Prices for Food bought from Coop are as follows (as of June 2023):
|Milk Chocolate Bar (Lindt)||2.45|
|Gruyère surchoix bar||6.35|
|Evian Mineral Water||1.87 per liter|
|Nestea Iced Tea Lemon||2.50 per liter|
|Coca-Cola Original||3.01 per liter|
|A loaf of bread||3.50|
|Chicken Meat (Packaged, Varying Cuts and Weight)||8.45 – 14.10|
|Fresh Salad (Packaged, Varying Cuts and Weight)||2.95 – 4.30|
- Train prices – https://sbb.ch/
- Zurich ship prices – https://www.zsg.ch/en/
- Lake Lucerne ship prices – https://www.lakelucerne.ch/
- Lake Geneva ship prices – https://www.cgn.ch/de/
- Lake Locarno ship prices – http://www.lakelocarno.com/
- Taxi sample prices – https://taxiwallisellen.ch/, https://www.7×7.ch/
- Jungfrau and Interlaken prices – https://www.jungfrau.ch/
- Corvatsch prices – https://www.corvatsch.ch/
- Diavolezza prices – https://www.diavolezza.ch/
- Davos prices – https://www.davos.ch/
- Flims Laax Falera prices – https://www.flimslaax.com/
- Zermatt prices – https://www.matterhornparadise.ch/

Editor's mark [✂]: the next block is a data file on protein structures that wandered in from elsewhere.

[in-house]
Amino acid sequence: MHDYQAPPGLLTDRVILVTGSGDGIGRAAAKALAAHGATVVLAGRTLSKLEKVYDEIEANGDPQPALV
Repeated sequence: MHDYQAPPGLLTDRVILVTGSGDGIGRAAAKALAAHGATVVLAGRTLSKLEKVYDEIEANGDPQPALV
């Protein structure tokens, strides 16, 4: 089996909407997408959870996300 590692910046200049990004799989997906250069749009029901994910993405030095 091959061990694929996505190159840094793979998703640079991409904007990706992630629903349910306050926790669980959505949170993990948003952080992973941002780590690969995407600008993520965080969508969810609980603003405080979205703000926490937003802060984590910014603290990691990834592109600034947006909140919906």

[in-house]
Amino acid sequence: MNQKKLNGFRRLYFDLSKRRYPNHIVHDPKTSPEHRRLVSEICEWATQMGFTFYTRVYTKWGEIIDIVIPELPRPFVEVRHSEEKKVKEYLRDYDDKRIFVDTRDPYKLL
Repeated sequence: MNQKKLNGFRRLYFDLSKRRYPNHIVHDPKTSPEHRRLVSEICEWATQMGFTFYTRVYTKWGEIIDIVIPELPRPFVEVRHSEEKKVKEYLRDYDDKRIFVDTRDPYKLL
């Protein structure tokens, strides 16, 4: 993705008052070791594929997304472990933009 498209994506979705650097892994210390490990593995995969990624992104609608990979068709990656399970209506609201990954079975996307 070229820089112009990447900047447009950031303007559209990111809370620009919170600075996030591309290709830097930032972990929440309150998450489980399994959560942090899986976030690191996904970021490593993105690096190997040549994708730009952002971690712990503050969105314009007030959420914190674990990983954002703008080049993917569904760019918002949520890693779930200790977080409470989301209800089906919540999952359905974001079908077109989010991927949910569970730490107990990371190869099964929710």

- Saas-Fee prices – https://www.saas-fee.ch/
- Hotel prices – https://www.booking.com/
- Cinema prices – https://www.cineman.ch/
- Prices of goods – https://www.coop.ch/de/
- 1 Marcus, Lilit. These are the world’s most expensive cities to live in 2022. CNN. Accessed on 16 June 2023. https://edition.cnn.com/travel/article/world-most-expensive-cities-economist-2022/index.html
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Darla Uhl is the owner of TouringSwitzerland.com. Her home is in the German-speaking part of Switzerland. Having lived almost 20 years in Switzerland, she's traveled extensively all over the country.
Darla's favorite regions to visit in Switzerland include Engadin, Lake Geneva, Bernese Oberland, Ticino, and Valais. She loves spending time with her family, hiking, visiting museums, and reading books.